Keep­ing Up With the Jones

Feed­ing a me­dia ad­dic­tion at sea has never been eas­ier

SAIL - - Waterlines -

When it comes to com­mu­ni­ca­tions tech­nol­ogy on blue­wa­ter sail­boats, I have al­ways been a Lud­dite. I never had any in­ter­est in high-fre­quency ra­dios and never car­ried one on any of my boats, even after Pac­tor ra­dio modems and the vol­un­teer Win­link ham net­work daz­zled us all with the prospect of free off­shore e-mail ser­vice. My rea­son­ing was sim­ple: I don’t go to sea to com­mu­ni­cate with peo­ple. Quite the op­po­site.

After I got mar­ried and had a child I did suc­cumb to the en­treaties of my wife, Clare, and in­vested in a hand­held Irid­ium sat­phone. But I used it very spar­ingly. I mostly kept it turned off, stowed in a ditch bag, and turned it on briefly just once a day to phone home while on pas­sages. I also used it once in a while to con­fer with my fa­vorite weather-router, Ken McKin­ley, of Lo­cus Weather.

This past spring, as I planned a long transat­lantic de­liv­ery from France to the United States, Ken sug­gested it would be much eas­ier for him to keep track of me if I got a Garmin in­Reach Ex­plorer satel­lite com­mu­ni­ca­tor. I checked it out and was duly im­pressed: for a bit over $500 you get a sim­ple hand­held de­vice that for about $70 a month (no an­nual sub­scrip­tion re­quired) can send un­lim­ited 148-char­ac­ter text mes­sages via Irid­ium satel­lites from any­where in the world. Even bet­ter, it is also a transpon­der and can send con­tin­u­ous po­si­tion up­dates to an on­line map that can eas­ily be ac­cessed by fam­ily, friends and, yes, weather-routers. It can also send dis­tress calls to SAR (search and res­cue) au­thor­i­ties and can be used as a hand­held GPS plot­ter.

For a per­son like me with lim­ited comms re­quire­ments, this is a fan­tas­tic gizmo. As I sailed from France to Spain to Madeira and thence to Ber­muda— in com­pany with Clare and two friends, Michael and David— I was happy to re­ceive a brief fore­cast each evening from Ken, ex­pertly ab­bre­vi­ated sans vow­els to save char­ac­ters. I also en­joyed send­ing a text mes­sage each day to our daugh­ter Lucy, who was miss­ing both her par­ents.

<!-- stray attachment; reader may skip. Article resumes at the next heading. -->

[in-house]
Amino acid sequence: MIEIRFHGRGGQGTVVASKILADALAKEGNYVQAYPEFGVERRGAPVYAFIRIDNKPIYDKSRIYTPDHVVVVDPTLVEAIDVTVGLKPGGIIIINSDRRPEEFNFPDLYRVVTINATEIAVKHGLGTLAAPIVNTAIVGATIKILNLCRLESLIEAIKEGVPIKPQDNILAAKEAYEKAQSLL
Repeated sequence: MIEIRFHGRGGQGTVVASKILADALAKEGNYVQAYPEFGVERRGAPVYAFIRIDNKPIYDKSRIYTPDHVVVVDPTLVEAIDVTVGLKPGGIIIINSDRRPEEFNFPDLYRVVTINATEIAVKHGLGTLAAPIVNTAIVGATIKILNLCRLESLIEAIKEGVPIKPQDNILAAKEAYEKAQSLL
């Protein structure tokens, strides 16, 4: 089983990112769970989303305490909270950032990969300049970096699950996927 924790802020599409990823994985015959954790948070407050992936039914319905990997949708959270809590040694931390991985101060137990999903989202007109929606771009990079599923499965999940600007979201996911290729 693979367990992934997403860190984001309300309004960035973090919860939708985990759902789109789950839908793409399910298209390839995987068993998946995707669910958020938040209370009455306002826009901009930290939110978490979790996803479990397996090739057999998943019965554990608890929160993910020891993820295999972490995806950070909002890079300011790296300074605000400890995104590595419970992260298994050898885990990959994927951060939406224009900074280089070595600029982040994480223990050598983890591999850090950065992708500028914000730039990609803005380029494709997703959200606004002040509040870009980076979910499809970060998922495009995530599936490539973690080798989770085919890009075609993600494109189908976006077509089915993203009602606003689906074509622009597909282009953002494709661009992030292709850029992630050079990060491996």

What I hadn’t counted on was how this de­vice would af­fect other crewmem­bers. David, in par­tic­u­lar, quickly be­came ob­sessed with the thing. He soon fig­ured out there was an app you can down­load, Earth­mate, with which you can re­motely con­trol an in­Reach Ex­plorer with an iPhone or iPad. He loaded this onto his phone dur­ing our brief stop in Spain, con­nected it to my in­Reach unit and for the next month sent out an un­end­ing flood of text mes­sages to a long list of his con­tacts, im­plor­ing them all to pay at­ten­tion to the fact that he was in the mid­dle of the At­lantic Ocean. He sent mes­sages with his phone while ly­ing in his berth, and more an­noy­ingly, par­tic­u­larly liked to send them while on watch when I re­ally wished he’d pay closer at­ten­tion to other things.

We see this be­hav­ior all the time in this mod­ern age—phone zom­bies who walk around in a stu­por did­dling away on their de­vices, obliv­i­ous to ev­ery­thing around them. It’s bad enough on shore, but to see it hap­pen­ing to some­one on a blue­wa­ter boat off­shore was for me, rather de­press­ing. David had pleaded with me to join our crew and was keen to em­bark on his first pas­sage, but could not re­sist the al­lure of mod­ern com­mu­ni­ca­tions.

Both Michael and I chided him about this, gen­tly at first, then a bit sar­cas­ti­cally, sug­gest­ing he was wast­ing a unique op­por­tu­nity to com­mune with the ocean and get into the zen of blue­wa­ter sail­ing, but David paid us no mind. Then one day he found a pod­cast he’d down­loaded on his phone, by some ocean-sail­ing guru, who urged that it is best while on pas­sage to dis­con­nect and live in the mo­ment. Though he could not ac­cept this ad­vice from the peo­ple in front of him, David was happy to re­ceive it from his phone, and im­me­di­ately an­nounced he was in­sti­tut­ing “ra­dio si­lence.”

This lasted about a day and a half, then pre­dictably David’s re­solve weak­ened. Soon enough he was back on his phone, feed­ing his ad­dic­tion. s

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